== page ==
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immigrants -- fiction

07/22/2015 - 12:19pm
The Shoemaker’s Wife by Adriana Trigiani

Eduardo and Ciro watched their beautiful, bereft mother leave them behind, not looking back once. Surely, they were now orphans. Abandoned to be raised at a nunnery in the Italian Alps, they would grow into good if very different young men with only one hope—to see their mother again.

07/22/2015 - 1:20pm
Shanghai Girls by Lisa See

Sisters Pearl and May Chin are “Beautiful Girls”—artists’ models in 1930s Shanghai. They live in amazing times in a modern city, dancing at nightclubs, dining at expensive restaurants, buying new outfits, and having lots of admirers. Neither college-graduate Pearl nor everyone’s darling May give much thought to their futures.  They think they can go on like this forever, marrying as they choose, if they choose. Unfortunately for these Shanghai Girls, they are quite mistaken.

07/22/2015 - 1:32pm
Clara and Mr. Tiffany by Susan Vreeland

Set in the Gilded Age of the 1890s through the beginning of the 20th century, Clara and Mr. Tiffany, by Susan Vreeland, paints a not always pretty picture of New Yorkers’ lives during one of the city’s most bustling periods. These were the days when the Statue of Liberty was new, thousands of hopeful European immigrants crowded into slums, and, for a few talented and lucky young women, there was a chance to be independent and earn good wages at Mr. Tiffany’s stained glass studio.

08/14/2012 - 3:31am
Seedfolks by Paul Fleischman

She never knew her father the farmer.  But in Paul Fleischman’s Seedfolks, Kim is determined to do something to connect with him, though he died before she was born in far-off Vietnam.  Her mother and sisters remember him with incense and candles on the anniversary of his death.  However, that’s not enough for Kim. She has something else in mind even though the prospect of carrying it through is unnerving.  The Cleveland neighborhood her family can afford to live in is scary. But outside the apartment building is vacant lot. Well, it’s not exactly vacant. It’s filled with junk—an old couch, tires, all kinds of trash—a real haven for rats. But it’s ground that’s not spoken for. And Kim has a plan.

04/17/2012 - 3:31am
Death in Lacquer Red by Jeanne M. Dams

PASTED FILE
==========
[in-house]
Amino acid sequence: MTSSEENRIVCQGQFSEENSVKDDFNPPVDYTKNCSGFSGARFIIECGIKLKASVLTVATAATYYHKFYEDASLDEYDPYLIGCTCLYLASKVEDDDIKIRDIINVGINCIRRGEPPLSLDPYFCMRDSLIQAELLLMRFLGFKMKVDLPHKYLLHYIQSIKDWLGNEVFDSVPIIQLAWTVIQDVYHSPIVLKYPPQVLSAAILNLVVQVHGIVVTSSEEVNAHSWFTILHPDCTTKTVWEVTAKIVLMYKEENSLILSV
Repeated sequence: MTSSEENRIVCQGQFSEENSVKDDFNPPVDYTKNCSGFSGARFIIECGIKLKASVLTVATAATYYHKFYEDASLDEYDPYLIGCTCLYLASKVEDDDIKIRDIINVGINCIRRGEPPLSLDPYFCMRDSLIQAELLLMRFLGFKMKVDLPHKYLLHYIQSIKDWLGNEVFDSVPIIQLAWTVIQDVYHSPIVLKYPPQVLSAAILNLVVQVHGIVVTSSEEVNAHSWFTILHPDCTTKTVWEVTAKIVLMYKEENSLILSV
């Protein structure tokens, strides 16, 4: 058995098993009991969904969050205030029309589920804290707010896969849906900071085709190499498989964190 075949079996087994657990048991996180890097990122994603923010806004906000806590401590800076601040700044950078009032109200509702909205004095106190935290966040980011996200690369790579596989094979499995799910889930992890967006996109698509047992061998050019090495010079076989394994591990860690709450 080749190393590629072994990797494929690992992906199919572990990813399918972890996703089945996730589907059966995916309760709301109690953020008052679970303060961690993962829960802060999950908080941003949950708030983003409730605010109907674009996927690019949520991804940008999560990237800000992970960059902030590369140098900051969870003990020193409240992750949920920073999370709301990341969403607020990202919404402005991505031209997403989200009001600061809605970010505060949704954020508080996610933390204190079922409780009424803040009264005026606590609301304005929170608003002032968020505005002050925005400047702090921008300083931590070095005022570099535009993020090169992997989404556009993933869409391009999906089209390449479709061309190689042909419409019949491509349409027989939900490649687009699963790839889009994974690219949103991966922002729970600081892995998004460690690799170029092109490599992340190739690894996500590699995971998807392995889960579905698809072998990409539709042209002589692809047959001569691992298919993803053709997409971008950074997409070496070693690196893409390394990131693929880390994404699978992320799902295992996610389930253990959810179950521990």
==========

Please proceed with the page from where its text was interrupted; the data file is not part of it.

It’s 1900, and lovely, smart Hilda Johansson is one of many immigrants working as live-in servants to rich households in Southbend, Indiana. In Jeanne M. Dams’ Death in Lacquer Red, Hilda has a pleasant if strenuous life, working hard to save money to bring her other family members over from Sweden. She is being courted by a handsome Irish fireman who won’t let the fact that their families wouldn’t approve--he’s Catholic and she’s Lutheran--get in the way of the romance. Even so, a dead body in the lilac bushes does put a damper on their day out together.

08/28/2011 - 1:46pm

Chronicles the close friendship between two Japanese-American sisters growing up in rural Georgia during the late 1950s and early 1960s, and the despair when one sister becomes terminally ill.

02/22/2011 - 11:19am
How the Garcial Girls Lost Their Accents

In a reverse chronological sequence of events, Julia Alvarez takes her readers through the immigration experience of the four Garcia sisters: Carla, Sandra, Yolanda and Sofia in How the Garcia Girls Lost Their Accents. Leaving behind a life of privilege surrounded by their large extended family, the four girls move with their Papi and Mami to New York City, and begin the long, never-ending process of assimilating into American culture. The story is as much a coming of age tale as it is a feminist, Latino perspective on American culture, beautifully conveyed with a sprinkling of Spanish vocabulary here and there.

The sisters are adults at the beginning of the book, and going back in time, the reader experiences their divorces, marriages, college years, teenage angst and confusion, and efforts to learn English while attending American public schools. Their father’s involvement in a plot against the dictator, the subsequent investigations by the authorities, and the escape with the help of friends and family are all experienced by the reader alongside Carla, Sandra, Yolanda and Sofia. Alvarez did a good job of keeping me hooked. The why’s and the how’s unfold further and further the closer the reader gets to the end of the book--which is actually the beginning of the story. 
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